I have been working with neighborhoods living on the fencelines of the sprawling petrochemical industry across the state and the government agencies that serve them on the issue of improving chemical safety and security with the goal of preventing petrochemical accidents.  Our state of Louisiana is particularly vulnerable, being on the frontlines of both the causes and the effects of climate change.

Louisiana’s 17 refineries, 150 chemical plants, 60,000 oil wells and over 36,000 miles of pipelines produce the most oil and have the second largest refining capacity in the country[1].  Petrochemical accidents average 10 per week in Louisiana, according to the federal National Response Center.  “Since 2007, the U.S. Coast Guard has reported fielding more complaints of oil and chemical spills from the thousands of wells and thousands of miles of pipelines in Louisiana than in any other state, exceeding 4,000 a year.”[2]

There are over 200,000 people and 90 schools and daycares within two miles of a refinery in Louisiana.   Many of these communities are so close the facilities their foundations shake when the flare rumbles, they can hear workers inside the plant talking on the intercom and dangerous gases routinely emitted by the plants get trapped in people’s homes making it more dangerous to be inside than outside at times.

There are four areas that need strengthening in order to improve chemical safety and security and prevent petrochemical accidents.

  1. EPA’s Risk Management Plan Program

First, EPA’s Risk Management Plan program needs to improve its method of targeting of high risk facilities for inspections. I believe EPA’s targeting can be better if EPA correlates other information sent to OSHA, the National Response Center, the state police and the state department’s of environmental quality.  EPA currently only relies of what industry self-reports in their Risk Management Plans every five years.  As I will show, this Plan often contradicts what company’s report to the state and other federal agencies.

In October 2010, the Louisiana Bucket Brigade reviewed the ExxonMobil Baton Rouge Refinery Risk Management Plan (RMP) while visiting EPA Region VI in Dallas.  Our review shows that the RMP as written does not comply with CAA(r) 40 CFR Part 68 Accidental Release Prevention.

Though the facility’s RMP states that they have no accident history to report for any of the processes covered by the RMP, the refinery’s own upset reports show that EMBRR has reported the following to the LDEQ and/or State Police from 2005-2010.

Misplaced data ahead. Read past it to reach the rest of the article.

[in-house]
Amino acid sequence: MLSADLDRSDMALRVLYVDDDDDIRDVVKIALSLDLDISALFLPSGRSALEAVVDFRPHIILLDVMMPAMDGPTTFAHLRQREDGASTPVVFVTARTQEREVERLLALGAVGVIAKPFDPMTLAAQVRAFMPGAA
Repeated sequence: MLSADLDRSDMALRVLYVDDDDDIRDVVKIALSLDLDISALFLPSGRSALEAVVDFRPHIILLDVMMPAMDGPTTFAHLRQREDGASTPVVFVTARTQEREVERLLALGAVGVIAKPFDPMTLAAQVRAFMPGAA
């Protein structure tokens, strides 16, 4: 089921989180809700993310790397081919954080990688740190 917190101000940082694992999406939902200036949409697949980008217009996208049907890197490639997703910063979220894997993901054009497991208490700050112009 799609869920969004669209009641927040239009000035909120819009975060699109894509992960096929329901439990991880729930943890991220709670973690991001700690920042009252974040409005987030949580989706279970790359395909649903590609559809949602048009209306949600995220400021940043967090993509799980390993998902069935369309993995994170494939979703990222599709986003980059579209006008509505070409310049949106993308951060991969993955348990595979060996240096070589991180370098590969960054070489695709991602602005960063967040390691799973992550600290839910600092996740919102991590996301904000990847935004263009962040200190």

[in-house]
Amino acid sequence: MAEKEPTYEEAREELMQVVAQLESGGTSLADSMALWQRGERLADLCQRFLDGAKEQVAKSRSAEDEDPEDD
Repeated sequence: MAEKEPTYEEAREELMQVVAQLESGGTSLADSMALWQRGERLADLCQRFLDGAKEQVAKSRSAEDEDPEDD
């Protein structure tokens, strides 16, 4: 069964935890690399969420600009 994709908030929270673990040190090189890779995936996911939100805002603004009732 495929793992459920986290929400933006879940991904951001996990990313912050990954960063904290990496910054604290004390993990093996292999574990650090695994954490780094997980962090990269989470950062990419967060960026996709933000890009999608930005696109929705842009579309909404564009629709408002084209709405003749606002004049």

No. Unit/Process Number of incident reports to LDEQ involving unit Amount of pollution reported (pounds)
1 Alkylation

11

68,210

2 HHLA

2

23,737

3 HCLA

2

235,614

4 PHLA

3

13,085

5 RHLA

3

272,455

6 T-210

2

BRQ

7 ICN

4

12,720

8 LEU

1

141,780

9 Propane Storage

3

4,239

10 Gas Collection

1

5,347

11 PCLA

5

149,099

TOTAL

37

926,286

None of these were self-reported to EPA’s Risk Management Plan as required by law.  Some of these incidents were catastrophic.  On May 7, 2009, an incident on the PCLA unit (LDEQ#114733) led to Carbon Monoxide exposure among nine employees.  According to OSHA, this occurred because the venture nozzles were corroded, including one steel shell that had rusted to the point where the material was paper-thin.  Fires were frequent at EM BRRF in 2010.  On April 14, 2010 a flash fire occurred at the refinery sending two contract workers and one EM employee to the burn unit at Baton Rouge General Hospital.  No information was given regarding the root cause of the fire.  This was the second of five fires at the facility in 2010.

Second, increase the number of RMP inspectors working in Region VI because of the high volume of hazardous facilities located in populated areas.  Currently there is only one inspector and one trainee based out of Houston.  That is nowhere near enough to prevent accidents.

Third, improve the enforcement of violations found in the RMP inspections to make sure they are concrete, meaningful actions toward the prevention of accidents.    After a 2011 RMP Inspection of the Calumet Refinery in Shreveport which found nine violations including failure to accurately report, failure to inspect equipment and monitor for hydrogen sulfide, the community had to wait two and a half years until EPA and Calumet agreed on the penalty.  In November 2013, EPA and Calumet agreed on a civil penalty of a little more than $300,000 and required the installation of 32 fenceline sensors that test for sulfur dioxide, hydrogen sulfide and flammable vapors.  The data from those sensors was not required to be made publicly available therefore the enforcement action does little to improve chemical safety and security.

Also, EPA conducted an RMP inspection of ExxonMobil Baton Rouge Refinery (mentioned above) in June 2012 and there still has been no penalty issued by the EPA for the violations found in that inspection.  Violations include failure to accurately report and the failure to inspect, test and maintain over 1,000 lines in the facility despite pervasive corrosion.  If the RMP program is going to prevent accidents, then enforcement of the violations found in the inspections needs to be timely and strong enough to deter non-compliant behavior in the future.